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Concert Review: The Jameses at Propaganda on Friday, May 14

The Jameses in the midst of not holding back at Propaganda on Friday
The Jameses in the midst of not holding back at Propaganda on Friday
Photo by Reed Fischer

The Jameses
With Chill Pillars/Cop City, Nervous Systems, Guy Harvey
Propaganda, Lake Worth
Friday, May 14, 2010


The Jameses' "Gobi Desert" is nearly seven minutes of revivalist lo-fi rock built with a guitar riff every bit as seductive as Pavement's noodlings on "In the Mouth of a Desert." During the West Palm Beach trio's slot at Propaganda on Friday, unleashing "Gobi" took a night marked with garbled lyrics and post-punk thrashing to a sublime spot where the crowd could neither stand offensively still, nor throw themselves violently against one another -- both scenarios occurred at other points during the evening.

Singer-guitarist-keyboardist Dan McHugh's soothing manatee T-shirt helped complete the mood of the "Gobi" moment, which consisted of a lot of nodding heads and complete strangers exchanging satisfied smiles. No cynicism, just a few stanzas of infectious guitar melody, followed by a tension-filled coda that never lets up, flogging

away until the final chord.


Earlier, the Jameses' commotion was a hot poker to the crowd -- not only did the

assembled move close to the stage, but

McHugh even admonished to tell them to play nice. With Jesse Bryan handling keys, bass and some tambourine, and drummer

Danny Hitchcock kicking every song in the rear, they took the

night onto their shoulders and spun it with dizzying results. The show also marked the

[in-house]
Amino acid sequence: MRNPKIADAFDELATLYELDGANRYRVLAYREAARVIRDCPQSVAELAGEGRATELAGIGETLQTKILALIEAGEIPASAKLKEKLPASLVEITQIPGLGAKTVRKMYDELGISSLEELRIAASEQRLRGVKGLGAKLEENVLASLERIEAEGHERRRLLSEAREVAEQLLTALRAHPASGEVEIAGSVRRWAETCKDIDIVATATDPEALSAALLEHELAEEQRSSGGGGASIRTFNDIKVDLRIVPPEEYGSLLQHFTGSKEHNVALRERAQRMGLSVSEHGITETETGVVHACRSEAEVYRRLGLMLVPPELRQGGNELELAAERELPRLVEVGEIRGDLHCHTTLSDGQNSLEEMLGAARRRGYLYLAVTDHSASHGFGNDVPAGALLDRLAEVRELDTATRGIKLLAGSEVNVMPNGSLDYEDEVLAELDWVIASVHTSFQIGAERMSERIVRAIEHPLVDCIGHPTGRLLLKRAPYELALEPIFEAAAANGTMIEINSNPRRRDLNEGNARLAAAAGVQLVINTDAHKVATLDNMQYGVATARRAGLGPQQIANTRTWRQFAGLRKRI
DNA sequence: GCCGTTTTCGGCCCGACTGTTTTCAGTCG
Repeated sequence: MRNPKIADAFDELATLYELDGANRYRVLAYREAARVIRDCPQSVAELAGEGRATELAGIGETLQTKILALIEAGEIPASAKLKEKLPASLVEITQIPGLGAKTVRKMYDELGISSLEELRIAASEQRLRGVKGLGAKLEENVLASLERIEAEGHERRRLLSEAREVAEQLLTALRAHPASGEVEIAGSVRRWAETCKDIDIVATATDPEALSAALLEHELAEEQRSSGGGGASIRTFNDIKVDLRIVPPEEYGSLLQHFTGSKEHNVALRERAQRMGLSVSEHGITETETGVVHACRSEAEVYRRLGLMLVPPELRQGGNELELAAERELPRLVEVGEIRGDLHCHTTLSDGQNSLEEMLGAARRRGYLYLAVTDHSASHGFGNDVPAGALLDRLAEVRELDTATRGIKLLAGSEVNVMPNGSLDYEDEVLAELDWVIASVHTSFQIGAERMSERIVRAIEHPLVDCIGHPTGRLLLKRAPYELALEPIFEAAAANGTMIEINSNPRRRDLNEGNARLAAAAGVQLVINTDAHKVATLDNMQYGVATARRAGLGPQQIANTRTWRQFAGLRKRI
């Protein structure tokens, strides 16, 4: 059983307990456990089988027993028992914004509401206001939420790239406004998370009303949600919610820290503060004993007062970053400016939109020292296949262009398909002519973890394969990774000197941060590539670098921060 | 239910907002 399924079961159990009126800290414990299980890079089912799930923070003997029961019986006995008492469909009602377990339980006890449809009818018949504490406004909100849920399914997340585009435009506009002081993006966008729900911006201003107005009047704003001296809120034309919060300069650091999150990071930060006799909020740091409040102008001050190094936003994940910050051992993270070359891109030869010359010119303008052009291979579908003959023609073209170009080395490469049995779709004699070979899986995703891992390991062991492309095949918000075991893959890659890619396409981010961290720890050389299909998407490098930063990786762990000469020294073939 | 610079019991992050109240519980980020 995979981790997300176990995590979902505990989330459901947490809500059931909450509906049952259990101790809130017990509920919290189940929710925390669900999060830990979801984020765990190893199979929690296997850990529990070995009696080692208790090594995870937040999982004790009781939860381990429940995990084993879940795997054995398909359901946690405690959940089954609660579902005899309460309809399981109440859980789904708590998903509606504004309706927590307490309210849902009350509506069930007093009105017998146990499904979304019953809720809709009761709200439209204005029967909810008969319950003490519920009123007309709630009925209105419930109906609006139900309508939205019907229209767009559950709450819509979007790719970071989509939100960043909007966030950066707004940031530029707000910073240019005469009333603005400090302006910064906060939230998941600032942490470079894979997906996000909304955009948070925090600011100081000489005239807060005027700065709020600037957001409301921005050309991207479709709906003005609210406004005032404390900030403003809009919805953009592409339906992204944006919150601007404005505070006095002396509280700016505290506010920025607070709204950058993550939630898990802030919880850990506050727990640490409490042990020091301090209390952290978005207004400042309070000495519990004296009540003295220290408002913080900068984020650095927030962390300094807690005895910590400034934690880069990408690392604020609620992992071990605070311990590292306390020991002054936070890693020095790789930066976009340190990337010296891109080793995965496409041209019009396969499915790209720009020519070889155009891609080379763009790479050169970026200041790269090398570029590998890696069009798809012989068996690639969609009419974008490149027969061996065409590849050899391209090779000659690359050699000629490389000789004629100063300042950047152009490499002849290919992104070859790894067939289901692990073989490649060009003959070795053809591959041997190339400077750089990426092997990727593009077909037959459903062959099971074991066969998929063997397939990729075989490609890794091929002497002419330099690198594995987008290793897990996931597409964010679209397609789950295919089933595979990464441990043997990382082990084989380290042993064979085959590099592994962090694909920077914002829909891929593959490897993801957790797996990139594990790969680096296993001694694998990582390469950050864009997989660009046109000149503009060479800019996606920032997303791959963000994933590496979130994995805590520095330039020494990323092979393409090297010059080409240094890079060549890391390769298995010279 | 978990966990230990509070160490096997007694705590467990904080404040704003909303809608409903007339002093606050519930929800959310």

release of the band's "The Haunted Rider"/"Rat People" 7-inch single,

which has a fantastic collage for a cover.

The Jameses'
     7-inch sums up that Monday feeling
The Jameses' 7-inch sums up that Monday feeling

Incidentally, the verses from "The Haunted Rider" are reminiscent of Cutting Crew's "(I Just) Died in Your Arms" when they play it live.

The rest of the evening: Cop City/Chill

Pillars topped the night's decidedly scuzzy bill with the most

subversive set of them all with post-punk statements often pulsing randomly like a blender. Skittery Gainesville fuzz-rock outfit -- augmented by a killer vintage Crumar organ -- Nervous

Systems has a lead singer who looks like a taller, angstier Steve

Carell. And, Lake Worth's Guy Harvey, four guys with crackling amps and more than a passing interest in big, blazing Dinosaur Jr.-style fretwork. Someone standing behind me remarked, "they play like they don't care." True that they looked shy and unaffected, but anyone who rigs a pickup into a miniature acoustic guitar's sound hole with packing tape has to care at least a little.


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